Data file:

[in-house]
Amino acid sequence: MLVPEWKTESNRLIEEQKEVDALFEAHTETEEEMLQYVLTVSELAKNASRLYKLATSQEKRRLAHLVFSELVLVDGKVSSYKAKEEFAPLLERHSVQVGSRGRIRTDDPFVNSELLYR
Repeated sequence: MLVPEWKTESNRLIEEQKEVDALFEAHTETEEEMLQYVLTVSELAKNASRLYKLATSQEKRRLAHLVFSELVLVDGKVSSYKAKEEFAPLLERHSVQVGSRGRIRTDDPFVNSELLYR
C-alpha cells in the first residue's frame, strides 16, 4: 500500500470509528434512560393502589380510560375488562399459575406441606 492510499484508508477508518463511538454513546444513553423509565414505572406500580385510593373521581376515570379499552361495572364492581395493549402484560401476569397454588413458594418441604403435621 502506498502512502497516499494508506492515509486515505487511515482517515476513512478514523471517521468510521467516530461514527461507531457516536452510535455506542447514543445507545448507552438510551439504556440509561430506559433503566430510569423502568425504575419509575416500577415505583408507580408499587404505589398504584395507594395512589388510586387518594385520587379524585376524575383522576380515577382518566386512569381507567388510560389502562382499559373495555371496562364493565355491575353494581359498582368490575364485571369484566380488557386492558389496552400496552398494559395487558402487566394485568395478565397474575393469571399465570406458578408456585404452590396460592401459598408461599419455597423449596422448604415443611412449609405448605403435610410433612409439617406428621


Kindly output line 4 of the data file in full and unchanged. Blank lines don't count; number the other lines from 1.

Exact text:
C-alpha cells in the first residue's frame, strides 16, 4: 500500500470509528434512560393502589380510560375488562399459575406441606 492510499484508508477508518463511538454513546444513553423509565414505572406500580385510593373521581376515570379499552361495572364492581395493549402484560401476569397454588413458594418441604403435621 502506498502512502497516499494508506492515509486515505487511515482517515476513512478514523471517521468510521467516530461514527461507531457516536452510535455506542447514543445507545448507552438510551439504556440509561430506559433503566430510569423502568425504575419509575416500577415505583408507580408499587404505589398504584395507594395512589388510586387518594385520587379524585376524575383522576380515577382518566386512569381507567388510560389502562382499559373495555371496562364493565355491575353494581359498582368490575364485571369484566380488557386492558389496552400496552398494559395487558402487566394485568395478565397474575393469571399465570406458578408456585404452590396460592401459598408461599419455597423449596422448604415443611412449609405448605403435610410433612409439617406428621